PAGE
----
This is an important result for those looking to deploy large language models, which could otherwise have higher than desired latencies. With inference comprising a large portion of industry machine learning workloads, even methods which spend more compute during training are of interest if they lead to energy savings during inference [Patterson et al.].

Figure 1. Applying weight sparsity to a dense neural network by zeroing weights (“pruning” connections within a network).

Finding and training sparse models to match the accuracy of their original “dense” (i.e. non-sparse) configurations is an exciting and open area of research. In “Comparing Rewinding and Fine-Tuning in Neural Network Pruning,” Renda, et al. extend previous work on pruning and weight rewinding to find a sparse model over multiple iterations of training. In the first iteration, the dense model is fully trained to target accuracy. Then, 20% of its dense weights closest to zero are “pruned” (set to zero). The model is retrained for a full training run, rewinding the learning rate schedule back to step 0. This is followed by pruning 20% of the remaining weights, then rewinding and retraining, and so on. Each iteration results in a model sparser than the previous one. This simple method leads to sparse models matching accuracies of dense counterparts for models including ResNet-56 (852K parameters) on CIFAR-10, ResNet-50 (25.5M parameters) on ImageNet, and GNMT (165M parameters) on WMT16.

In this work, we applied pruning and learning rate rewinding on a GPT-3 1.3. billion parameter model. We first trained a dense model from scratch on the Pile, an 800 GB language modeling dataset, and then iteratively pruned and trained to find sparse models. Our 83.8% sparse model represents a 3x reduction in inference FLOPs without any degradation in validation loss. All models are trained on a single CS-2 device, without requiring user level distributed code or setup and are competitive with the original dense model on the Pile, LAMBADA and WikiText103.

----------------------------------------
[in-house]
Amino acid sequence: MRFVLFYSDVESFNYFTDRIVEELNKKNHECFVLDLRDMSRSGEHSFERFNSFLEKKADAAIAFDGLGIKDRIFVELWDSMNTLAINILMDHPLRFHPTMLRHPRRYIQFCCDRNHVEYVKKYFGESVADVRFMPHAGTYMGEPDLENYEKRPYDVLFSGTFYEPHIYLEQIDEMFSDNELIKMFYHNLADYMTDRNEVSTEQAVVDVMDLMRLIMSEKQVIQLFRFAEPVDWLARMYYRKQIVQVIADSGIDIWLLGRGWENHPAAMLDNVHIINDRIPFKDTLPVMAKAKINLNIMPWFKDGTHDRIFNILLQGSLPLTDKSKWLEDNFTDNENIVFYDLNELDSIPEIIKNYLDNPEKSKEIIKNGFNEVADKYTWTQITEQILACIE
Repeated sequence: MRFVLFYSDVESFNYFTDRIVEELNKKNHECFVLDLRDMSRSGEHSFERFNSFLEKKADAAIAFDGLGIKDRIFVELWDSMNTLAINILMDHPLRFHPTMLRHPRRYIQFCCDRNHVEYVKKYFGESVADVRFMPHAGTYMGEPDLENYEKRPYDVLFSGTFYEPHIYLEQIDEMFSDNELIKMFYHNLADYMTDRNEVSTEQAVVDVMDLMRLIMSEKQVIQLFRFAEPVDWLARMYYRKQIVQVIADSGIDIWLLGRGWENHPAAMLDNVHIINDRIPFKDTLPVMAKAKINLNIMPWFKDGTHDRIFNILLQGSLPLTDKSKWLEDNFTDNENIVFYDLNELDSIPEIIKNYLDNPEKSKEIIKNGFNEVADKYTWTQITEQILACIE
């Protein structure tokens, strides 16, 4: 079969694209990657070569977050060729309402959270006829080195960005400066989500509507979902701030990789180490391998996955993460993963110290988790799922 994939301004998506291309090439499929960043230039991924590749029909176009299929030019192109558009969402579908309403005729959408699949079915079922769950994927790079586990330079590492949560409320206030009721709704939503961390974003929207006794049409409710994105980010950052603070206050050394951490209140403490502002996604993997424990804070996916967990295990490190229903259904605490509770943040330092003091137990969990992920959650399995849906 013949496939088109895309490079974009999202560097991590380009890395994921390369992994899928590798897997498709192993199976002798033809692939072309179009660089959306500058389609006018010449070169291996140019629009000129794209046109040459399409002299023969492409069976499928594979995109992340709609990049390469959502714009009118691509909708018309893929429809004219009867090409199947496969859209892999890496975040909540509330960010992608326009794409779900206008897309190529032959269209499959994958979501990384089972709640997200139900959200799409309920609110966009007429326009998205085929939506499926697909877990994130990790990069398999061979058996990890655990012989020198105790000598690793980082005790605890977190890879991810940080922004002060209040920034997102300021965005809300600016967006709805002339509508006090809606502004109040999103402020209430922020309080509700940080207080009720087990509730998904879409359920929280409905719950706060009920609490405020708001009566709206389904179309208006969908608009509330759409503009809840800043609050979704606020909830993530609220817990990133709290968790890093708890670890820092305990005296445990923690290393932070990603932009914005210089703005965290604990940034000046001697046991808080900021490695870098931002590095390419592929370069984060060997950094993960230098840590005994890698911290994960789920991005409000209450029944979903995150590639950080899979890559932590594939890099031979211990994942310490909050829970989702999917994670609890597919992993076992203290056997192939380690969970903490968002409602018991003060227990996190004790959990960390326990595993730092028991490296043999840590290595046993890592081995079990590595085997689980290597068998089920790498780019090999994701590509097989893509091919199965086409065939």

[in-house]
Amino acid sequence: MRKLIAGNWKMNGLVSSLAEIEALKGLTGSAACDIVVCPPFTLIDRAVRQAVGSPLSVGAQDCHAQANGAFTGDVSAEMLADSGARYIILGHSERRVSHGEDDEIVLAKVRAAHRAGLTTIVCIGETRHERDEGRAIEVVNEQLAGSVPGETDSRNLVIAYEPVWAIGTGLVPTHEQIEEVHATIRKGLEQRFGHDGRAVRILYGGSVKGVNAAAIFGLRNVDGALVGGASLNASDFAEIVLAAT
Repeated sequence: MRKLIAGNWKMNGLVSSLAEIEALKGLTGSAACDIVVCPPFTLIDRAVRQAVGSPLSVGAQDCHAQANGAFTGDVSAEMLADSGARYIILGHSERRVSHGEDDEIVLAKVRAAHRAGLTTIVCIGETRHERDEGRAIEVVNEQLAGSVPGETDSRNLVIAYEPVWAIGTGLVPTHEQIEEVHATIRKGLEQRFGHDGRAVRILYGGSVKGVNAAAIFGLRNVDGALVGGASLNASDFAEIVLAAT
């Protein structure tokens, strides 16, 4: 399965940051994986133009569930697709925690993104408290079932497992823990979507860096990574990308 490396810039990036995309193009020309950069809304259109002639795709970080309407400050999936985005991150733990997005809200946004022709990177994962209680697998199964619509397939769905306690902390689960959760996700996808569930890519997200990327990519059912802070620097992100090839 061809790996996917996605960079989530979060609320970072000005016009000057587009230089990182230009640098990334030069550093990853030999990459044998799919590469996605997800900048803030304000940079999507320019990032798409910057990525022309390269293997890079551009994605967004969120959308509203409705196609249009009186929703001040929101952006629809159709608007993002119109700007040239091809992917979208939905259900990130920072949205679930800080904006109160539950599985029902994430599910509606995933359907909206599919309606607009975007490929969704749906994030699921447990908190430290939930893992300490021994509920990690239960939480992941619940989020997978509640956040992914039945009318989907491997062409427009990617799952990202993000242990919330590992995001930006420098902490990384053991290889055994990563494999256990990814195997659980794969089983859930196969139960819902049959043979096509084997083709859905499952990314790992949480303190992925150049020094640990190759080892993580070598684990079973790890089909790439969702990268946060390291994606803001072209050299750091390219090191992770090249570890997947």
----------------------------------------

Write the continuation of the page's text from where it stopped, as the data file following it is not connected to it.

Model, Data, and Method

We trained a GPT-3 1.3B style model with 24 hidden layers, 16 heads, 2048 hidden size, 8192 filter size, standard attention, and a vocabulary of 50,267. We trained this on the Pile, a large language dataset compiled from various datasets including PubMed, OpenWebText2, Wikipedia, Github, and BookCorpus2. We trained for ~26B tokens based on a ~20x parameter multiplier rule-of-thumb from DeepMind’s “Training Compute-Optimal Large Language Models.”  Figure 2 shows our training loss curve from Tensorboard.

Figure 2. Tensorboard Training Cross Entropy Loss Baseline Dense GPT-3 1.3B on the Pile.Trained on a single CS-2 system.